At EHC, we talk about transportation justice often. We know that how we move in our communities has an impact on our quality of life. But how are our communities spreading the word? How are we starting a movement?

Recently, 130 ninth-graders at e3Civic High School turned transportation justice into an outlet of creative expression.

Transportation Justice Art

EHC worked closely with the high school’s science, humanities and math teachers to provide students with necessary informational materials and mentorship. The students then took it upon themselves to discover what transportation justice means to them.

From their own research, students developed infographics to help easily explain transportation issues such as public health and infrastructure. Some even explored their home neighborhoods to take photographs of broken or nonexistent sidewalks, automobile congestion, transit opportunities, safe routes and more. These photographs eventually developed into beautiful stained glass images.

transportation justice art 5

During the school’s “Winter Exhibition of Student Learning,” all 130 students stood alongside their projects and presented them to parents, teachers and community members. As more than 200 adults stopped to take in each piece of art, the students greeted them with information about the current transportation injustices happening in their own backyards.

“When you add lanes to freeways it doesn’t relieve traffic congestion in the long run,” said one student to a classmate’s parent. “It just adds more pollution in the neighborhoods.”

transportation justice art 2

“Some neighborhoods don’t have sidewalks, so they are ten times more likely to get hit by a car than if they lived in a wealthier neighborhood,” explained another student. “This is a transportation justice issue.”

transportation justice art 3

The students also shared their own transportation justice stories. Some could not afford to pay for transit while others felt unsafe crossing streets by their home. One student stood by her stained glass image of a broken sidewalk and told a story of how the poor conditions of the sidewalks and lack of ADA curb cutouts leave her grandmother unable to get around the neighborhood in her wheelchair.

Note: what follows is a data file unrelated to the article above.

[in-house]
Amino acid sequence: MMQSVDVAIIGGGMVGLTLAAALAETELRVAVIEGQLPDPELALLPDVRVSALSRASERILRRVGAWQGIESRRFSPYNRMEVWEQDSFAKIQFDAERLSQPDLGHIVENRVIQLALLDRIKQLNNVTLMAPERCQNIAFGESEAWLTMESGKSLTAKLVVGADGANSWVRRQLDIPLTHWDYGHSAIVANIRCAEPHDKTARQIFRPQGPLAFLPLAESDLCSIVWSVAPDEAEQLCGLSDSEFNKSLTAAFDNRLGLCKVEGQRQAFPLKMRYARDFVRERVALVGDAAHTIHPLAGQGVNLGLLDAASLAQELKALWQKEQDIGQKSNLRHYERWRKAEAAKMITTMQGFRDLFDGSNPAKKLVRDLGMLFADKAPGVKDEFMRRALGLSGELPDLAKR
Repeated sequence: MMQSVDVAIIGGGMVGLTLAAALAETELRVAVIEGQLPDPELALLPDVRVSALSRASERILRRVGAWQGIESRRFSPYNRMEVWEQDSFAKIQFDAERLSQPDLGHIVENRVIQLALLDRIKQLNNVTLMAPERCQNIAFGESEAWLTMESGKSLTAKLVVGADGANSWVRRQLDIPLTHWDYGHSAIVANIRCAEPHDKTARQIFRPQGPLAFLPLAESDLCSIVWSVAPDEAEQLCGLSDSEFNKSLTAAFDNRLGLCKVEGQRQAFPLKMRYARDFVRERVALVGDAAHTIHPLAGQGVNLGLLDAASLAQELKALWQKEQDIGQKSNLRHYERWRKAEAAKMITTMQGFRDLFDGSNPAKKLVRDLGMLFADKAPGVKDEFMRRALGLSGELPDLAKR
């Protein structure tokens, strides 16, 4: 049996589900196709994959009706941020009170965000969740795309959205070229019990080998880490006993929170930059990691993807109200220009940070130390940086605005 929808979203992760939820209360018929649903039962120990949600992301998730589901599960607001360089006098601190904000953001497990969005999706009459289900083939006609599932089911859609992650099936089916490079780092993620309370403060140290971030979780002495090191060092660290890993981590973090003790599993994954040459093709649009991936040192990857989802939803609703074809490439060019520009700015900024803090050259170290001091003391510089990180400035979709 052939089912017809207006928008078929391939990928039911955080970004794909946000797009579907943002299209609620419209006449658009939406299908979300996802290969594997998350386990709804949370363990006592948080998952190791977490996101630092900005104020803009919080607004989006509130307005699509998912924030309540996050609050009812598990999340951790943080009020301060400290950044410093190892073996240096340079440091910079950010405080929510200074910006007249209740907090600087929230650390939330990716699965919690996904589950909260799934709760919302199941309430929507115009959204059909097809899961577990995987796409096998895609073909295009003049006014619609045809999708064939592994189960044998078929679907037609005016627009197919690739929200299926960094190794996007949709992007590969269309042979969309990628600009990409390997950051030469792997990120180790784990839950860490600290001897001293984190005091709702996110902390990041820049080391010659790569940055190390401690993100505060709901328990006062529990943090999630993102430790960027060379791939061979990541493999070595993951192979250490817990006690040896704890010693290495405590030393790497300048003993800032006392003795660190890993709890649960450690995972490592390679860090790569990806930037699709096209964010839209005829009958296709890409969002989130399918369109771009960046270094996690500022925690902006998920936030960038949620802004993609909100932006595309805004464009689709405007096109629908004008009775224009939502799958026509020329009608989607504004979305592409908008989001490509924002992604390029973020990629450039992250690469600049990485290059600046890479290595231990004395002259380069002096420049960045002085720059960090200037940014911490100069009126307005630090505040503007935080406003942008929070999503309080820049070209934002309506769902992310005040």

transporation justice art 4

When the students learned that SADAG had a survey requesting input on the type of transportation projects a potential ballot initiative should fund, they saw an opportunity to raise their voice. They placed a computer at the event for attendees to take the survey and urge SANDAG to support public transit, funding for transit passes for youth and say no to freeway expansion.

transportation justice art 6

The majority of the students at e3 Civic High School live in San Diego’s urban core and grew up thinking that transportation justice issues were normal aspects of life. Now, these students know that they have the power – and the responsibility - to change the status quo. With knowledge and passion, San Diego now has 130 transportation justice ambassadors equipped to make a difference for years to come.

To learn more about transportation justice, click here. To get involved, please email Esta dirección de correo electrónico está siendo protegida contra los robots de spam. Necesita tener JavaScript habilitado para poder verlo. or call (619) 474-0220 ext. 130.